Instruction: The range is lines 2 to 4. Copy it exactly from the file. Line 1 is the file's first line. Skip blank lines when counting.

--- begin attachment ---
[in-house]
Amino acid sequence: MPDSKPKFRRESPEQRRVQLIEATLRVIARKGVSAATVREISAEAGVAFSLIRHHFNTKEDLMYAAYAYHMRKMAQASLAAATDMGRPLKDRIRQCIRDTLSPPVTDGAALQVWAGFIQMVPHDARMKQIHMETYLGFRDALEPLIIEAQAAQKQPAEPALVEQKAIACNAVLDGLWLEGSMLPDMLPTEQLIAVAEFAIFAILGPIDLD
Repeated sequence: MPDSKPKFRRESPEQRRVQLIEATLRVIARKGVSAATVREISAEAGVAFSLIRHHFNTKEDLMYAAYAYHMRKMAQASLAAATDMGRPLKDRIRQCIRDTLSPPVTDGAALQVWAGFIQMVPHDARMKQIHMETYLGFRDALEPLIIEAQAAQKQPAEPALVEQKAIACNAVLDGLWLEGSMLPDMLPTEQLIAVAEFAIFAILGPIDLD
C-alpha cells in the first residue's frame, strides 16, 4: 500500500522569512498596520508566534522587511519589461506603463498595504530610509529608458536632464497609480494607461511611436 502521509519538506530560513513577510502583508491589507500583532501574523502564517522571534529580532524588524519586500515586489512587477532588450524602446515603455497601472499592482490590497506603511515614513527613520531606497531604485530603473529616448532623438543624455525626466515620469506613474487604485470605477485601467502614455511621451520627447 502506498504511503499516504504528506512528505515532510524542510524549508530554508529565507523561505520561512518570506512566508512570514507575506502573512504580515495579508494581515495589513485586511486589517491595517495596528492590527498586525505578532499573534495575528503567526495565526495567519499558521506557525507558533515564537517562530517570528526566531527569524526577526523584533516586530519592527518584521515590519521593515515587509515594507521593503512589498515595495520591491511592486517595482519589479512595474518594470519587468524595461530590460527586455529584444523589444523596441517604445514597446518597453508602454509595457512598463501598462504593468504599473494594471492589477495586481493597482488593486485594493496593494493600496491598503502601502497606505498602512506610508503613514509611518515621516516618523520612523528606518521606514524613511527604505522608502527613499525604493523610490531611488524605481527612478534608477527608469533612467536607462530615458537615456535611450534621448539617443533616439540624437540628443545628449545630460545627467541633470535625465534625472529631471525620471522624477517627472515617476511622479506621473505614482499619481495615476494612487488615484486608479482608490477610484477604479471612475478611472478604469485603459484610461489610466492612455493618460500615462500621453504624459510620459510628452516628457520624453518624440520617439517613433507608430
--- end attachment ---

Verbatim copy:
Amino acid sequence: MPDSKPKFRRESPEQRRVQLIEATLRVIARKGVSAATVREISAEAGVAFSLIRHHFNTKEDLMYAAYAYHMRKMAQASLAAATDMGRPLKDRIRQCIRDTLSPPVTDGAALQVWAGFIQMVPHDARMKQIHMETYLGFRDALEPLIIEAQAAQKQPAEPALVEQKAIACNAVLDGLWLEGSMLPDMLPTEQLIAVAEFAIFAILGPIDLD
Repeated sequence: MPDSKPKFRRESPEQRRVQLIEATLRVIARKGVSAATVREISAEAGVAFSLIRHHFNTKEDLMYAAYAYHMRKMAQASLAAATDMGRPLKDRIRQCIRDTLSPPVTDGAALQVWAGFIQMVPHDARMKQIHMETYLGFRDALEPLIIEAQAAQKQPAEPALVEQKAIACNAVLDGLWLEGSMLPDMLPTEQLIAVAEFAIFAILGPIDLD
C-alpha cells in the first residue's frame, strides 16, 4: 500500500522569512498596520508566534522587511519589461506603463498595504530610509529608458536632464497609480494607461511611436 502521509519538506530560513513577510502583508491589507500583532501574523502564517522571534529580532524588524519586500515586489512587477532588450524602446515603455497601472499592482490590497506603511515614513527613520531606497531604485530603473529616448532623438543624455525626466515620469506613474487604485470605477485601467502614455511621451520627447 502506498504511503499516504504528506512528505515532510524542510524549508530554508529565507523561505520561512518570506512566508512570514507575506502573512504580515495579508494581515495589513485586511486589517491595517495596528492590527498586525505578532499573534495575528503567526495565526495567519499558521506557525507558533515564537517562530517570528526566531527569524526577526523584533516586530519592527518584521515590519521593515515587509515594507521593503512589498515595495520591491511592486517595482519589479512595474518594470519587468524595461530590460527586455529584444523589444523596441517604445514597446518597453508602454509595457512598463501598462504593468504599473494594471492589477495586481493597482488593486485594493496593494493600496491598503502601502497606505498602512506610508503613514509611518515621516516618523520612523528606518521606514524613511527604505522608502527613499525604493523610490531611488524605481527612478534608477527608469533612467536607462530615458537615456535611450534621448539617443533616439540624437540628443545628449545630460545627467541633470535625465534625472529631471525620471522624477517627472515617476511622479506621473505614482499619481495615476494612487488615484486608479482608490477610484477604479471612475478611472478604469485603459484610461489610466492612455493618460500615462500621453504624459510620459510628452516628457520624453518624440520617439517613433507608430